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  • Teresa Carey

Healthy-Hearted Leadership – Surrendering to Better Serve

“If you’re too big to serve, you’re too small to lead.” Rich Wilkerson, Jr.

Since February is officially American Heart month, the time when we’re challenged to be more aware of our cardiovascular health, maybe we should focus on how our hearts are working as servant leaders.

  • How healthy is your leadership servant heart?

  • What would it look like to surrender yourself daily in the name of full-in, whole and healthy-hearted leadership?

  • What could happen to your joy and effectiveness?

  • How would your teams’ engagement and performance shift?

  • What improved outcomes might be gained through this choice?

Leading with a servant-heart requires acceptance of a new mindset or acknowledging that there are things we must let go and vulnerably surrender. Perhaps not coincidently, surrender is my word for 2023. And, in full disclosure, I didn’t surrender to the word easily. Ahem. It was a bit of a slugfest as I realized there were concessions to be made and lessons to be learned.

While surrender can suggest failure or mean “giving up,” it can also mean “giving way to.” In its most beneficial state, surrendering can allow us to sacrifice the things that don’t bring out our best, in order to give way to those things that make us better.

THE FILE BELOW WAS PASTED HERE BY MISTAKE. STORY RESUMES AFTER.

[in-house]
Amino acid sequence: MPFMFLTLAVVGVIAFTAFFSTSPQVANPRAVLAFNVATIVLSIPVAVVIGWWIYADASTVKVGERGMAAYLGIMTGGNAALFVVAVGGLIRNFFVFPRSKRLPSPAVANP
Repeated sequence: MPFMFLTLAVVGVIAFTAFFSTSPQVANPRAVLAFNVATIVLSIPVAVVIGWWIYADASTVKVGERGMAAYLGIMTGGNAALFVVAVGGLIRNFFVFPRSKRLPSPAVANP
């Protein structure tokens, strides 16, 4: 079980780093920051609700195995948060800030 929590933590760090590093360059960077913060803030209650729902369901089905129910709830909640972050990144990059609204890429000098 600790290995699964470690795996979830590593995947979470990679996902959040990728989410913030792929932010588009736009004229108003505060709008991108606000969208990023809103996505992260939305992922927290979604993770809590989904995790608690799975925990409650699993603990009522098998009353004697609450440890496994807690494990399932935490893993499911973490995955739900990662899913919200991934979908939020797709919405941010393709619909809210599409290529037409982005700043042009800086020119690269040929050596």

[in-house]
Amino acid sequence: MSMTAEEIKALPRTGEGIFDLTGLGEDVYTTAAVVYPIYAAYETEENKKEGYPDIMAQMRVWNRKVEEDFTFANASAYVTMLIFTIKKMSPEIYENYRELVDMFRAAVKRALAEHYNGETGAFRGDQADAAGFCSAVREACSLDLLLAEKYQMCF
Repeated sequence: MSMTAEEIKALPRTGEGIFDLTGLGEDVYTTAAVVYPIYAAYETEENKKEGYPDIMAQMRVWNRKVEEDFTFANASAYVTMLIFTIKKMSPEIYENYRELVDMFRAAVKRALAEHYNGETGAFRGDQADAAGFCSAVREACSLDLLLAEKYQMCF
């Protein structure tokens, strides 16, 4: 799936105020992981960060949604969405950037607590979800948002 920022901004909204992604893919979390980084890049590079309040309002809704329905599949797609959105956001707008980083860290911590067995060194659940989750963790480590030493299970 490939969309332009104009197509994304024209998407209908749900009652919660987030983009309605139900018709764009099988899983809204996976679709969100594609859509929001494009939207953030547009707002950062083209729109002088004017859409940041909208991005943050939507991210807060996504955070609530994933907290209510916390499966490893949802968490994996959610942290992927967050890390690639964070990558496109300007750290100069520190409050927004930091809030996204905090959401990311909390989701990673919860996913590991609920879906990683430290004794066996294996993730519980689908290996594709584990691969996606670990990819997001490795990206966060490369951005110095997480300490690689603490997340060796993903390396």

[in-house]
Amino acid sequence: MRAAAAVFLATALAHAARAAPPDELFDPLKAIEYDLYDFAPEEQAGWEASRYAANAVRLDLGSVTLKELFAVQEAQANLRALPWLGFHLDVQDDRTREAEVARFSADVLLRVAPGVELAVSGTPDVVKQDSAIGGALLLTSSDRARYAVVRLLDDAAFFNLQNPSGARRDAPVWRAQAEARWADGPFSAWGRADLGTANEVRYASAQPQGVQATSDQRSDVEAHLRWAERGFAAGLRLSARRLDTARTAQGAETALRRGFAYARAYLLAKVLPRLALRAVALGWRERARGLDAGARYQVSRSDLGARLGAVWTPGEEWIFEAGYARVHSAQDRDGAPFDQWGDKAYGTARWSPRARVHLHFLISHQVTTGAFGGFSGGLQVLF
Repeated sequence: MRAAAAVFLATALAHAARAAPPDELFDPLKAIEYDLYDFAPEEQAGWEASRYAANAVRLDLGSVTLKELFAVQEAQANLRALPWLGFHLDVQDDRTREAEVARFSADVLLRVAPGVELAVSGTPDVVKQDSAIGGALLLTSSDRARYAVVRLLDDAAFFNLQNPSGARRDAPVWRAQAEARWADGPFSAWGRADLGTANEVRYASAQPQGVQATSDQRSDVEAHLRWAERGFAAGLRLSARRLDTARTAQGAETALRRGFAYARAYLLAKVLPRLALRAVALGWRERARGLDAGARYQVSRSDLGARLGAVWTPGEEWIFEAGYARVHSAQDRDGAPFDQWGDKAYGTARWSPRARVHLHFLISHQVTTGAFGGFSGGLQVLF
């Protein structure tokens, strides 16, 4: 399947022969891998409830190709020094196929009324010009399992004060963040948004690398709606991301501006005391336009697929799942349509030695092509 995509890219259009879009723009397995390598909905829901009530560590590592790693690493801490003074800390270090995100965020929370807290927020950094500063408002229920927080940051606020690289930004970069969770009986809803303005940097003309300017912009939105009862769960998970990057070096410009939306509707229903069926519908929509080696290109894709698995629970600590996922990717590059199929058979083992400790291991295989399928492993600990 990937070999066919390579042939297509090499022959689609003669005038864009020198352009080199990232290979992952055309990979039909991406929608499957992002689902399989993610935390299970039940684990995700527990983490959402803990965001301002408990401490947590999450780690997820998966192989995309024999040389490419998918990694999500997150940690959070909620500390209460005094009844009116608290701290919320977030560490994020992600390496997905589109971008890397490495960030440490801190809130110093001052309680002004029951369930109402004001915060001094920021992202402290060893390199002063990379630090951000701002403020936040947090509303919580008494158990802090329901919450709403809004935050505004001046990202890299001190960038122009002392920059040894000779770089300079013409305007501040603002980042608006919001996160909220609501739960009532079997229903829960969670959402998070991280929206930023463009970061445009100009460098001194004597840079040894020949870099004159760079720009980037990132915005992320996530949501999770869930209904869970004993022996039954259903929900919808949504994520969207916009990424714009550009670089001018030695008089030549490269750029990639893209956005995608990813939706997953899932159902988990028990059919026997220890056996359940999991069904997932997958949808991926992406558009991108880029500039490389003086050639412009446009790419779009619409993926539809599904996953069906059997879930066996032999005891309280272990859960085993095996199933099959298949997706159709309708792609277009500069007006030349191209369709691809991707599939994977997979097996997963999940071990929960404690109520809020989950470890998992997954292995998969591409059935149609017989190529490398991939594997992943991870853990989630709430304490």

Almost instantly, as recency bias would have it, conversations with leaders and their own awakening to the need for surrender started surfacing. Here are a few of the behaviors leaders have told me they’re surrendering in their quest for servant-hearted leadership:

  • Habits that take more than they ultimately give – At the top of this list included daily drinking or regular happy hours. They’re replacing these rituals with healthier options, like working out or reading.

  • Judgment of and assumptions about others - Instead of jumping to the conclusion that more vocal team members are dramatic or “extra”, they’re listening more deeply and learning more about their challenges.

  • The need for control over exactly how a project is managed or completed based on personal style. Alternatively, they’re simply focusing on getting the right results.

  • Obsessive ownership over someone’s success – They’re letting go and letting the person show their capability.

  • Overconcern about what others think and people-pleasing are being replaced with trusting their own truth.

  • Abandoning former beliefs or behaviors that worked in the past but are not the right direction for the future.

How open is your heart as a leader? What do you need to surrender in 2023? As H. Jackson Browne, Jr., the author of Life’s Little Instruction Book reminds us, “Sometimes the heart sees what is invisible to the eye.”

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